Should You Invest After Retirement?

October 8, 2021

Retirement and investing aren’t mutually exclusive. After all, you still need your money to work hard. Here’s a look at how to invest when retired.

In investing, a lot of dialogue talks about investing and retirement as if they’re mutually exclusive concepts. It’s so commonplace that it’s baked into our investing mindset and the way we talk about investing—investing for retirement, for example, as if investing stops as soon as you throw your retirement party.

The thing is, you still need your money to work hard in retirement. Inflation doesn’t retire when you do—in fact, it will only get worse the longer you’re in retirement. We don’t know for sure what prices will be in the future, but one way or another, they’re going up. Inflation in recent years has run below the Fed’s average of 2%, but the average inflation rate over the past century is 3.22%. Think about that. Prices have gone up 3.22% on average every year for the past century.

Even so, you’re not earning income in retirement, which means you can’t make up losses easily. So should you invest after retirement, and if so, how should you invest when you retire? Here’s what retirees need to know.

The Importance of Investing After Retirement

The short answer: yes, you should invest after retirement.

The slightly longer answer: you should invest after retirement, but not the way you did before.

The truth is, you still need your money to grow in retirement. Life expectancy is now higher than it was when 65 became the retirement age. Back in 1965, when Medicare was established and 65 was set as the enrollment age (and thus the de facto retirement age) the average life expectancy was 70.11 years. In 2020, the average life expectancy was 78.81 years. Keep in mind that’s the average—many people live even longer.

To put it another way, retiring in 1965 at 65, when the average life expectancy was around 70, meant you only needed to live on your savings for about five years, maybe as high as 10. If you retire at 65 in 2020, you need your retirement savings to last at least three times as long as they did in 1965, and you’re dealing with a much higher cost of living than 1965.

In plain English? It’s time to leave behind the conventional wisdom about investing and retirement as mutually exclusive concepts.

How to Invest When Retired

However, even if you continue investing well into retirement, that does not mean you’re going to break out the investment strategies you had in your 20s—or even in your 50s, for that matter.

The key difference between retirement and pre-retirement is that you give up your primary income source in retirement. That means you don’t have new income flowing in every month, and you’re relying on savings to cover expenses.

Because of this, your foremost concern is capital preservation, not growth. You can still try to achieve growth, especially if you’re hoping to leave a legacy for your kids and grandkids, but this should happen around the margins.

Here are a few steps to help plan investment during your golden years.

Figure Out Your Strategy

First, you need to figure out your asset allocation strategy. For most retirees, that means either the bucket strategy or the cover the basics strategy.

The bucket strategy is when you divide your assets into various “buckets” based on retirement stages. There are typically three: early, middle, and late retirement. As the names imply, each bucket will be used in its respective stage of retirement.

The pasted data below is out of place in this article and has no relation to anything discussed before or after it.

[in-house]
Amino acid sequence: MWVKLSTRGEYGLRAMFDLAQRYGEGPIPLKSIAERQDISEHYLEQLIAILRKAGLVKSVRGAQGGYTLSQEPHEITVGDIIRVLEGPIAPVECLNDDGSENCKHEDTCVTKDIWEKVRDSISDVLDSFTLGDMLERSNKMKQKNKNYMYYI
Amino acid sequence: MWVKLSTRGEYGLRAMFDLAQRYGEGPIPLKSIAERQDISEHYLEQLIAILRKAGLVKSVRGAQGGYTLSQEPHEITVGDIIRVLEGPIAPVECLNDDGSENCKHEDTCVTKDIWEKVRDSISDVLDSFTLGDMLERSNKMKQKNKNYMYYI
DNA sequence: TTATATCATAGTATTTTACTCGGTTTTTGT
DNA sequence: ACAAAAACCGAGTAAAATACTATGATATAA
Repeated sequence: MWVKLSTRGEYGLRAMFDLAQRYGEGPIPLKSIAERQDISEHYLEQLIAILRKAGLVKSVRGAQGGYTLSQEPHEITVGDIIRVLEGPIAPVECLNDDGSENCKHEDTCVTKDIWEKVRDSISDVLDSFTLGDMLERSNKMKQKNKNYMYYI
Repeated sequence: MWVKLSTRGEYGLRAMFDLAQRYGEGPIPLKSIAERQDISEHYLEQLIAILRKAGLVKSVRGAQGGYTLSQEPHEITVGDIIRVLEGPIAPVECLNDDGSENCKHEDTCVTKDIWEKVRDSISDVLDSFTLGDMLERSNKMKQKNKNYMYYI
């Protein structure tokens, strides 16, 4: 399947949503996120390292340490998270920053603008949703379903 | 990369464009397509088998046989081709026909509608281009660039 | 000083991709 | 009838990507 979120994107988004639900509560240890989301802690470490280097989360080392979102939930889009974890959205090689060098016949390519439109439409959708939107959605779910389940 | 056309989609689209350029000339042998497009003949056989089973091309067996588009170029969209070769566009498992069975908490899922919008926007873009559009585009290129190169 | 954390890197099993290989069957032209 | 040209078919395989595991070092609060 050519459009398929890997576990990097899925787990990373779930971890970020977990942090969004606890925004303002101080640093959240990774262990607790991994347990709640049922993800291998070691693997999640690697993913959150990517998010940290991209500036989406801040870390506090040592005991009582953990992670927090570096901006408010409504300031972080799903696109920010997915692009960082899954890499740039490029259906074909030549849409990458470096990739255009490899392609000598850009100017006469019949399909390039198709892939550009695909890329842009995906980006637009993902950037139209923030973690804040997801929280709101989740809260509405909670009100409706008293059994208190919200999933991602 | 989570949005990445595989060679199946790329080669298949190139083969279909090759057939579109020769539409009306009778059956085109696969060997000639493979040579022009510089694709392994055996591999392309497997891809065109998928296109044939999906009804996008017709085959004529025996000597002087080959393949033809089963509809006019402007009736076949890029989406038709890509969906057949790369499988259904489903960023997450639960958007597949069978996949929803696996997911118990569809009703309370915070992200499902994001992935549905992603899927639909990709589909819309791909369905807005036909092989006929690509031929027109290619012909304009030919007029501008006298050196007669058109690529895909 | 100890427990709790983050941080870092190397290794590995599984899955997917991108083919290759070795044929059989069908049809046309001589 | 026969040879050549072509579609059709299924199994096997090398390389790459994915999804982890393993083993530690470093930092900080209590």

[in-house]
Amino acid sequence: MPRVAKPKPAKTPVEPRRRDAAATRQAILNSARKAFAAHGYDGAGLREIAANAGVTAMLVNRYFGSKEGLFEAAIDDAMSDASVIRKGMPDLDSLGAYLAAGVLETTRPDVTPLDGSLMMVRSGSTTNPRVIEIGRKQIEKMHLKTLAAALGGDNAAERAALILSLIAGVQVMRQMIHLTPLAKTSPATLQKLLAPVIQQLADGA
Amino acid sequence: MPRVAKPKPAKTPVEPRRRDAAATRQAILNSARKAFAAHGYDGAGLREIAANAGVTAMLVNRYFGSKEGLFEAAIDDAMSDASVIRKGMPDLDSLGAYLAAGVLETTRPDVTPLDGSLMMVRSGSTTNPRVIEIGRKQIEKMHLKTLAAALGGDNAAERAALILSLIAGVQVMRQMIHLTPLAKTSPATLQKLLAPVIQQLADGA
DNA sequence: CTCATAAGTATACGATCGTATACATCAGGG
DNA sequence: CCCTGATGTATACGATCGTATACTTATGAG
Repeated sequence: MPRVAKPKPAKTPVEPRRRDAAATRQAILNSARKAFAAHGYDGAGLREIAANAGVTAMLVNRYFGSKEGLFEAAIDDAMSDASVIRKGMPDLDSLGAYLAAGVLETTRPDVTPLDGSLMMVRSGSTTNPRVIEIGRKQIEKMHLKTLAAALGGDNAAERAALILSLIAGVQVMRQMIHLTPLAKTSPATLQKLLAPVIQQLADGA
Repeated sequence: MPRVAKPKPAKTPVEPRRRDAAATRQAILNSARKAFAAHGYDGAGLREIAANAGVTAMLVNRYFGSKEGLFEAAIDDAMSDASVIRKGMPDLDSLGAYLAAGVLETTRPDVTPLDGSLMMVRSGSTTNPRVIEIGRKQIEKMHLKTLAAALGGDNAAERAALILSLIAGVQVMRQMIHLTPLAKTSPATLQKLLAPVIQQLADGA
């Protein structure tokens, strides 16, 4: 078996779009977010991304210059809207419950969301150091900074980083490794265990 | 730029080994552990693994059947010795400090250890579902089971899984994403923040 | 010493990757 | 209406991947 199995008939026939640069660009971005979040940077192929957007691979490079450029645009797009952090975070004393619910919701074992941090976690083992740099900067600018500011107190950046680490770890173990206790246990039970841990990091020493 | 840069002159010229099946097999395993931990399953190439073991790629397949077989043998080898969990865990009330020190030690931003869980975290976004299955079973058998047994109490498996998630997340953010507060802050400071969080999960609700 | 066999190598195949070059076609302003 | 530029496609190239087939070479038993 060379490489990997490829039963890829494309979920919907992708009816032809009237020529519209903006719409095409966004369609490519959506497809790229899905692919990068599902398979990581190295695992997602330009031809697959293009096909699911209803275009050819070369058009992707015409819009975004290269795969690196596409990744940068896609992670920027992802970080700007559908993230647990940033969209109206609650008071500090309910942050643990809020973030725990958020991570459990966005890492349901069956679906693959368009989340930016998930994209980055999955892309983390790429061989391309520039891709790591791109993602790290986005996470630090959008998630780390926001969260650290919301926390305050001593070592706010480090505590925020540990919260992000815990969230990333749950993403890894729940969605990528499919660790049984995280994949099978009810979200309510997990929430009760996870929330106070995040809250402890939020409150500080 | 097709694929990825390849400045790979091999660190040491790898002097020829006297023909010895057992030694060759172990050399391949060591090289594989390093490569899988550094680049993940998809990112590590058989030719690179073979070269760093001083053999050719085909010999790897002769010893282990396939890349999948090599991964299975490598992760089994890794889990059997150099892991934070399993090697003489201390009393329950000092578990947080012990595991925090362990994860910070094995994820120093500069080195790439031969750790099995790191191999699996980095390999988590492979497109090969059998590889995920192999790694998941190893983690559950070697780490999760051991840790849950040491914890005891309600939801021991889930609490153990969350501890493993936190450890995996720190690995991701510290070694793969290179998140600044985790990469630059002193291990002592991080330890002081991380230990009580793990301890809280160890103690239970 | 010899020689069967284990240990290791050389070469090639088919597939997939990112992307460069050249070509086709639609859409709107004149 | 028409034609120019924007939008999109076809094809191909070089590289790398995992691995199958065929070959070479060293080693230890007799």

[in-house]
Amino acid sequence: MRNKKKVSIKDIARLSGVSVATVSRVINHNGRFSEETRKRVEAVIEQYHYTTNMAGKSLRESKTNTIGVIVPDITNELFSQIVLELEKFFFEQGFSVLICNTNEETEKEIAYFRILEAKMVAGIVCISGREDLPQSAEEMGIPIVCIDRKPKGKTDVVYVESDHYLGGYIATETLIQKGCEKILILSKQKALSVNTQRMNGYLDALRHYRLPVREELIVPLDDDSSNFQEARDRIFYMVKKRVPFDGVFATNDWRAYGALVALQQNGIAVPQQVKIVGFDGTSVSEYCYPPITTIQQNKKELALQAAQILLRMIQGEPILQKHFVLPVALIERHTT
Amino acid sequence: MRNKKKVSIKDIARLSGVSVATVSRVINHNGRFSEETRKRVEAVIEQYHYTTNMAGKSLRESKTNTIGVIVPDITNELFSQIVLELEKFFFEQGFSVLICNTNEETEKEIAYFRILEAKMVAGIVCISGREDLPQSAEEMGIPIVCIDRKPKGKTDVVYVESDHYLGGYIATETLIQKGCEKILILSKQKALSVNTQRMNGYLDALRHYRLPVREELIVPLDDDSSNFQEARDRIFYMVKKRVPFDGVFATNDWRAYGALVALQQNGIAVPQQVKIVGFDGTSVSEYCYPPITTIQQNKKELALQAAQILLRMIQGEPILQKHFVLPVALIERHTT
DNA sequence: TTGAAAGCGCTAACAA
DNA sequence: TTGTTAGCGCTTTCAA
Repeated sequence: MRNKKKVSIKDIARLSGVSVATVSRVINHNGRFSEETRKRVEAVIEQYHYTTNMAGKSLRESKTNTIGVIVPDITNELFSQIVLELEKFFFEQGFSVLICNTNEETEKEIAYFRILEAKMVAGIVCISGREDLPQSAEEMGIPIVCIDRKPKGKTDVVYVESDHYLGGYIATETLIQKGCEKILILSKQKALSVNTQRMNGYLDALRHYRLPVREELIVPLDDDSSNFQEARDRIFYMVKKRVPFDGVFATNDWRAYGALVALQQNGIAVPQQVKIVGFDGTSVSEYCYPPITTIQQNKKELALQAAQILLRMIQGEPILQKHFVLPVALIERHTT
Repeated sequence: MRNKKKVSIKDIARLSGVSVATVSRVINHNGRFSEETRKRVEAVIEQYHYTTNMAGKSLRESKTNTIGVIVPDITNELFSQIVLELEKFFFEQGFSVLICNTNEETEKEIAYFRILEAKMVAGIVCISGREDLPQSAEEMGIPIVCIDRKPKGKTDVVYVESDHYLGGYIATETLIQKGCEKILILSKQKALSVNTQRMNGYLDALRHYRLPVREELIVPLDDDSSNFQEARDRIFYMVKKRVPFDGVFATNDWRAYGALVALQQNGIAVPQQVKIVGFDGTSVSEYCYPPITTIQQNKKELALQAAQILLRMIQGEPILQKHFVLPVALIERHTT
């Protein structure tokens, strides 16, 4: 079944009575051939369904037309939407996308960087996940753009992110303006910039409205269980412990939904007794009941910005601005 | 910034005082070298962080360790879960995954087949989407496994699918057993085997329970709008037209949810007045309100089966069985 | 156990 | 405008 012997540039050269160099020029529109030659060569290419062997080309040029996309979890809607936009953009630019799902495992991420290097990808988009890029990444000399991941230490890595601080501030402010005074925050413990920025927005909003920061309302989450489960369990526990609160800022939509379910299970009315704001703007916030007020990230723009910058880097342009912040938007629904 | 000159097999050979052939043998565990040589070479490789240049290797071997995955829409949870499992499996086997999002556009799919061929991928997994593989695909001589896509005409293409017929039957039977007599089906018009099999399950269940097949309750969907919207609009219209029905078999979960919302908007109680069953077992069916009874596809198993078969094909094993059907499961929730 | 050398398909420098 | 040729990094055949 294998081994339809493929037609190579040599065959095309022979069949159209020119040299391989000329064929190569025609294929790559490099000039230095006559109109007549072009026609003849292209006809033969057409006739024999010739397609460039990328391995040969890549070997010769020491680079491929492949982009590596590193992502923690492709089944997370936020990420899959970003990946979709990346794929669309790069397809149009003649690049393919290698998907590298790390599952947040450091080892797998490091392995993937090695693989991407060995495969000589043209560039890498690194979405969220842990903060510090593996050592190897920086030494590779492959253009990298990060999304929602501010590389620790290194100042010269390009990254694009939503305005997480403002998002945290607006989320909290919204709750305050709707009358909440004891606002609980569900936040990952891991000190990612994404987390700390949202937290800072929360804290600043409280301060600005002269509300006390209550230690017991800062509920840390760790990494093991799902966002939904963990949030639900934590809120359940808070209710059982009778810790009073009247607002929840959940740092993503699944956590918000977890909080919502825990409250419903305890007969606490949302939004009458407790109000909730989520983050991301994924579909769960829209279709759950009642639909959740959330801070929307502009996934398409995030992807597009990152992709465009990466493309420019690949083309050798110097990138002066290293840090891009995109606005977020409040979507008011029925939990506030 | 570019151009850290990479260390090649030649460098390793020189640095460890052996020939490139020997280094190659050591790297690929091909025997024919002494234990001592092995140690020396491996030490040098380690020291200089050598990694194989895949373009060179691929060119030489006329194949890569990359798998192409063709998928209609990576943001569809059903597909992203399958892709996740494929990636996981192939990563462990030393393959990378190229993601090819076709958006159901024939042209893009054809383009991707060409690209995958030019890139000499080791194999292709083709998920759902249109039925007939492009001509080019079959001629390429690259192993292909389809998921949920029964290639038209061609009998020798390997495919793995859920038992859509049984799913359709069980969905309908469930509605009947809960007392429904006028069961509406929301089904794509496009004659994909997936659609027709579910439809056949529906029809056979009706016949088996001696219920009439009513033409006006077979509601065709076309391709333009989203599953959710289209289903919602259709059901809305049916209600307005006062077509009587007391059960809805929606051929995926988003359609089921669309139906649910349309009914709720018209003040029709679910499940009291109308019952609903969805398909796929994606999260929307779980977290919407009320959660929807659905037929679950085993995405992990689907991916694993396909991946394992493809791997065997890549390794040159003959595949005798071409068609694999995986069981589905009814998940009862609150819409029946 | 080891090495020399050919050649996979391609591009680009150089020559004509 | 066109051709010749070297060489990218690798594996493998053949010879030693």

The cover-the-basics strategy aims to match fixed expenses with fixed income sources like Social Security or immediate annuities. The remainder of your assets can be invested to cover non-necessities like travel.

Whatever strategy you choose, you have to start by figuring out your monthly expenses. Be realistic in this calculation. This will help you figure out the gap between what you have saved and the income you’ll actually need to pay the bills.

Break Retirement into Five-Year Segments

If you were paying attention to the bucket strategy, you’ll notice that it has a unique flaw: it talks about retirement in three distinct stages, and it’s rather difficult, if not impossible, to plan for the needs of a 30-year retirement. That wasn’t an issue when the bucket strategy was devised, but these days, with realistic odds of living until you’re 90, it’s a serious concern.

A more temperate approach is to break retirement into five-year segments based on your age. Each of these five-year segments has its own lifestyle needs and it’s own retirement needs.

When you look at these segments, approach them as a microcosm of your lifelong retirement investing strategy. In other words, money you’ll need in the first two or three five-year segments should be invested more conservatively since you won’t have time to make it up, but money you use in the third through fifth segments (year 11 to year 25) have more time to grow.

Pay Attention to Risk

Above all, pay careful attention to your risk level.

You don’t need to cut risk out of your portfolio the moment you file for retirement—you won’t have any growth if you do. However, you should always operate with far less risk than you did in previous years. This also means swallowing the impulse to chase potentially larger returns. You just won’t have enough time to make them up.

Invest in What You Love to Build Your Financial Future

Figuring out how to invest when retired is the art of balancing risk—with an eye toward your decline in income. But that doesn’t mean you can’t invest in what you love, or that you can’t make investments now that will pay off in your retirement years.

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